Rafting & Kayaking

Each spring, snowmelt from the surrounding mountains brings increased water flow to our local rivers, lakes, and reservoirs along with adventure opportunities for rafters and kayakers alike.

There is no better way to experience the run-off than boating down the river! The Gunnison Gorge offers one of the most remote and unique rafting and kayaking experiences in the nation, complete with wilderness camping and your chance to reel in chunky trout in Gold Medal waters.

For a water adventure closer to civilization, enjoy the Water Sports Park located right in the heart of Montrose. 

Although rafting rivers is fun, it is also an activity that requires a high level of experience in order to safely maneuver a boat through any whitewater situation. Before you go, make sure your leader is properly versed and equipped for a variety of whitewater situations. Better yet, take advantage of utilizing local knowledge and certified trained professionals with a local rafting company offering guided trips. 

Please ensure your vessel has been thoroughly cleaned/decontaminated before launching it in water. Unseen hitchhikers may be traveling on your vessel and have the potential to ruin our water sources.

Gunnison Gorge National Conservation Area

Most popular rafting trips in the region

Gunnison River Gorge

The ideal way to see the Gunnison Gorge is from the inside! A true wilderness experience, this 14-mile river section combines incredible wildlife and scenery with class III-IV whitewater through one of the most spectacular canyons in Colorado. The Gunnison Gorge Wilderness, located nine miles northeast of Montrose and just downstream from the Black Canyon National Park, offers a wild and pristine backcountry experience. The gorge is famous for its world-class fishing, geology, and wildlife, but sees moderate use because of its remote location and challenging access.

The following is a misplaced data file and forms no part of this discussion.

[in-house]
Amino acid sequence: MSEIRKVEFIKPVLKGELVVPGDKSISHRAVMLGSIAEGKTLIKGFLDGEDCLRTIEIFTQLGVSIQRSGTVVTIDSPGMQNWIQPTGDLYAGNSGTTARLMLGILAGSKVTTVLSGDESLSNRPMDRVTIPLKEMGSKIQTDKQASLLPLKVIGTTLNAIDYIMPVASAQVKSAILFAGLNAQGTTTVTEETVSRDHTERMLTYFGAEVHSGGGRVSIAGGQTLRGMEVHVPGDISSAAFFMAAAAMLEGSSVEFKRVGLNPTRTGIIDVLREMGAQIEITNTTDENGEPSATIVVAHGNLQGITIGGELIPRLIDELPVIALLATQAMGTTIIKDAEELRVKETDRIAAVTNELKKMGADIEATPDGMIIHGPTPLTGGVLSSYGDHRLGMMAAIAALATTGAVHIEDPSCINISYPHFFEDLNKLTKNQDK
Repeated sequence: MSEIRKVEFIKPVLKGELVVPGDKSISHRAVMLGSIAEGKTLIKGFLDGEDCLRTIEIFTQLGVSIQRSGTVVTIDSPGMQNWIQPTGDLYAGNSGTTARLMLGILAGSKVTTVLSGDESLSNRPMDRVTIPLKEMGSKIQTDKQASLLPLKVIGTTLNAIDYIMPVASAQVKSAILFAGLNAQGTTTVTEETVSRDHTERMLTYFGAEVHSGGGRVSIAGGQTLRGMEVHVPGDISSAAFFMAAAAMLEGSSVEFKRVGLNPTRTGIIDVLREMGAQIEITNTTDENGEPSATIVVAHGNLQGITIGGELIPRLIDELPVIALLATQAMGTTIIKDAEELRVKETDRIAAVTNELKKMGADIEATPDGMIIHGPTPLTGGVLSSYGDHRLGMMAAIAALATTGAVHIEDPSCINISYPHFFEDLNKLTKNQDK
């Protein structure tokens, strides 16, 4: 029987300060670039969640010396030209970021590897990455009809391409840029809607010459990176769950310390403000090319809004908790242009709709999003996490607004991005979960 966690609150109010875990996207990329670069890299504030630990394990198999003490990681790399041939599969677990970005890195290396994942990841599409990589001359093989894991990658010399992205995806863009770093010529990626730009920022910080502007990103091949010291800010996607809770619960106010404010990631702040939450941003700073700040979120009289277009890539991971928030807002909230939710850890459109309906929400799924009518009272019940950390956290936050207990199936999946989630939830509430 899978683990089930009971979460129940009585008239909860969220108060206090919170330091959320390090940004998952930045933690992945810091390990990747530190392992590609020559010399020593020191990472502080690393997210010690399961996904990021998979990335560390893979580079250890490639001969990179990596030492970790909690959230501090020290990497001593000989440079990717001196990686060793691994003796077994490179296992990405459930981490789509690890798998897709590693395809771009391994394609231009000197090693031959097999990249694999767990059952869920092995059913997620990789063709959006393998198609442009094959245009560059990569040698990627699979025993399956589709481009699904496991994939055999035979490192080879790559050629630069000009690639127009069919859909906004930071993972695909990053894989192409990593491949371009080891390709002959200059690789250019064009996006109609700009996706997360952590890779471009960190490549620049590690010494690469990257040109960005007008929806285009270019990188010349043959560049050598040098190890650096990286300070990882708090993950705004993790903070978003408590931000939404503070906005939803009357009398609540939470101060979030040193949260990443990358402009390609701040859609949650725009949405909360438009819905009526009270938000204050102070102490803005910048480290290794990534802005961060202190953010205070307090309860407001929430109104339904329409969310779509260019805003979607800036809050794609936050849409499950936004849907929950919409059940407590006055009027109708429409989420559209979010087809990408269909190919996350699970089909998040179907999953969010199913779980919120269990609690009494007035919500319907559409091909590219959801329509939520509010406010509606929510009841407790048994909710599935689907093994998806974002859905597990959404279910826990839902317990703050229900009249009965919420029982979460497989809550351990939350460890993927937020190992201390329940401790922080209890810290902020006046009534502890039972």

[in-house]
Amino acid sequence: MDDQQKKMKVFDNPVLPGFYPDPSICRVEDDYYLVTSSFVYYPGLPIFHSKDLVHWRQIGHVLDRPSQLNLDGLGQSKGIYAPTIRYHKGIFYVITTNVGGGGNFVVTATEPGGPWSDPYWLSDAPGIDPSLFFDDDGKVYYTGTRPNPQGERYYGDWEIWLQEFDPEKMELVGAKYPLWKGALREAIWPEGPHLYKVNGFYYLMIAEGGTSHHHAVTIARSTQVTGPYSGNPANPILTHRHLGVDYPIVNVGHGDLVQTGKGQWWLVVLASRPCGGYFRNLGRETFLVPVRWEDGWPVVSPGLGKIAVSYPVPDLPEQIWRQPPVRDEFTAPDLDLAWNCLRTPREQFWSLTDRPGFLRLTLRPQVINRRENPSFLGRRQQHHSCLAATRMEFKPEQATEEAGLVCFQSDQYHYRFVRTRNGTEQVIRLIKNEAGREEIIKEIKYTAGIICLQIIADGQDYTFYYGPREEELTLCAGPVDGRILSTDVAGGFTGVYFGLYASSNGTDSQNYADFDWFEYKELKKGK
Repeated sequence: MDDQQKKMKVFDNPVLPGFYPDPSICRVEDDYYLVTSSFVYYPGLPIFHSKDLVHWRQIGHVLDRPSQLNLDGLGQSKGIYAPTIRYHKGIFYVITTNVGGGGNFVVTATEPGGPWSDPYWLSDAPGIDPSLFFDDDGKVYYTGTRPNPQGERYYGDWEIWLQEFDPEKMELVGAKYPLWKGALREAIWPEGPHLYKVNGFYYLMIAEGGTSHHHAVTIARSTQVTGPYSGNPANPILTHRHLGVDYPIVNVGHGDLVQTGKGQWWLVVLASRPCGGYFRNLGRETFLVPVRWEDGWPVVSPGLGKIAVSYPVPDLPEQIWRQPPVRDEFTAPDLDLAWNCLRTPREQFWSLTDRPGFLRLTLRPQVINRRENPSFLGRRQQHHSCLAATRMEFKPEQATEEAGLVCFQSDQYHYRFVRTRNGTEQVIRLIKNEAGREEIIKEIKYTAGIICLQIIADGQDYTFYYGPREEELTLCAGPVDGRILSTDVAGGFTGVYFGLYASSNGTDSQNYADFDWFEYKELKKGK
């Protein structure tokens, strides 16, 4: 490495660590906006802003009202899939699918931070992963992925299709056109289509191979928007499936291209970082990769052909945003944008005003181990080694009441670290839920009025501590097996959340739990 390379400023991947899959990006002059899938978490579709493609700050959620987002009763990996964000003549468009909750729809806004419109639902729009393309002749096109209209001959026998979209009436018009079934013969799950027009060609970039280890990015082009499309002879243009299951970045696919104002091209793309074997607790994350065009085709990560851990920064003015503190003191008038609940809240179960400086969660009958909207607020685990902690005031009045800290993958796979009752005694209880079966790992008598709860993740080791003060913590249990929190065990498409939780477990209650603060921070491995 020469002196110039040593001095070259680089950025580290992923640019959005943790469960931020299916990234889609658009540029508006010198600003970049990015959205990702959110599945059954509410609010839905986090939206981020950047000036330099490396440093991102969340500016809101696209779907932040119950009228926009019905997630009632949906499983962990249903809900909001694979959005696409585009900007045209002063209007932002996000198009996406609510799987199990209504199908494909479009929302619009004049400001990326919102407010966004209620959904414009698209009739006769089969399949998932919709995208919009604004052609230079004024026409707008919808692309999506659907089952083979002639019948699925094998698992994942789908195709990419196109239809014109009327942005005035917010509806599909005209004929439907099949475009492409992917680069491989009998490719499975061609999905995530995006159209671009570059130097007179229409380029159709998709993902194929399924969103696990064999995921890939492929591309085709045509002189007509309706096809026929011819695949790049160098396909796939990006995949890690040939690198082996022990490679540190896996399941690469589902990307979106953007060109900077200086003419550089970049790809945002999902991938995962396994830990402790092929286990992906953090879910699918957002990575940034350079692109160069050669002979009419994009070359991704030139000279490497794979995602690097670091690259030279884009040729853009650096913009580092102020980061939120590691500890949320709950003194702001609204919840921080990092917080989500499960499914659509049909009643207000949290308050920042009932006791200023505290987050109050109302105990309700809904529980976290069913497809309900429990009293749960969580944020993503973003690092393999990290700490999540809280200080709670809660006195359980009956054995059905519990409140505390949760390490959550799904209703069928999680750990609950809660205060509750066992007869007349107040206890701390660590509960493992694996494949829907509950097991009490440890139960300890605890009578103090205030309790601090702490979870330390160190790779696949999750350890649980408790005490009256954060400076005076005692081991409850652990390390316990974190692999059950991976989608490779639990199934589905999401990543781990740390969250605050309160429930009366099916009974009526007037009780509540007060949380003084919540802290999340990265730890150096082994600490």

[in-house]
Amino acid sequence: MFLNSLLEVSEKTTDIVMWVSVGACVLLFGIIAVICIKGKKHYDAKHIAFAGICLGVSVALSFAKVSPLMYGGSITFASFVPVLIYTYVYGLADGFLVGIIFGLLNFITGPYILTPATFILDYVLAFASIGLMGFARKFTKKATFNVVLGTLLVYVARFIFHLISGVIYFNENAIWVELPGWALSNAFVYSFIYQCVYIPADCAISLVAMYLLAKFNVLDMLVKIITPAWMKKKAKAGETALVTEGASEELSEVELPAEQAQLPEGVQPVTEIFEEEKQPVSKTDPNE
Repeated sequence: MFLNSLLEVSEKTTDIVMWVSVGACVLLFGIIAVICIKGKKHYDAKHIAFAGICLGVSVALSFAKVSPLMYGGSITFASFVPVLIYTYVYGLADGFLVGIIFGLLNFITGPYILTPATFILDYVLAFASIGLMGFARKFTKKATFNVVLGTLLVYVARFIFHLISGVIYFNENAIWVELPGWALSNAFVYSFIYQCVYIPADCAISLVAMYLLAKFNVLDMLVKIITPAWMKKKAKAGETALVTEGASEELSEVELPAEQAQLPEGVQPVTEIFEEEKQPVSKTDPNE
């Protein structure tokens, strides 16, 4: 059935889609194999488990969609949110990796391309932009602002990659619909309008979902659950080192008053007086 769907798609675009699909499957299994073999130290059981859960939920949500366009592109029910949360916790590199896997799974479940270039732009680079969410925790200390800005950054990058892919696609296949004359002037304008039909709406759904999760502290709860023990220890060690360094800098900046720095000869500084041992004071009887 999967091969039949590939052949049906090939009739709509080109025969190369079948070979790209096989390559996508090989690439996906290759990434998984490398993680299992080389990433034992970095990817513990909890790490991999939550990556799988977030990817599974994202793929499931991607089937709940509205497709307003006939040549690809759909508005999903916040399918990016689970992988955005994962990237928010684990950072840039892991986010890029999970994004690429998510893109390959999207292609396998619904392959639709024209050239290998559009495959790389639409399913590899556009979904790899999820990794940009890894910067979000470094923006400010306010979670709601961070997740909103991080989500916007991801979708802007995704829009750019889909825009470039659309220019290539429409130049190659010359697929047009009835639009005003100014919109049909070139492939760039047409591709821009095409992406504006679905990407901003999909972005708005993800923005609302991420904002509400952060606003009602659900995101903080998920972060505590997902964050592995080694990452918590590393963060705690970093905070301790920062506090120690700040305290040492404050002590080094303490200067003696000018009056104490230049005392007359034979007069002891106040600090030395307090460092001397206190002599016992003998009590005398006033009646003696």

Uncompahgre River 

The Uncompahgre River between the town of Ridgway and the Ridgway Reservoir (Class II to III+ rapids) is a great introductory rafting section with wonderful wildlife and scenery opportunities. The majestic San Juan Mountains provide the backdrop for the entire run. Float through prime wildlife habitat for an up-close look at songbirds, deer, and birds of prey. Narrow canyon sections of the Uncompahgre River provide a unique and remote experience for paddlers and a unique opportunity to get off the beaten path. A fantastic run on over 15 miles of remote access on the lower Uncompahgre River is also available, with excellent water flows maintained throughout the summer. Access on this mostly private section of river is extremely limited, with no defined take-out location.

Lower Gunnison River

Named for the Spanish Jesuits that first explored the area in 1777, the Dominguez and Escalante Canyons are rich in history, wildlife, and scenery. The class II Gunnison River gently carves its way through Dominguez canyon creating a wilderness feeling. Cottonwood stands along the river provide nesting habitat for herons and songbirds, while deer, desert bighorn sheep, and large game can be seen along the banks. Native American rock-art and spectacular desert flora and fauna can be found on numerous side-hikes, making for a rich experience on the edge of canyon country; great for both rafts and kayaks.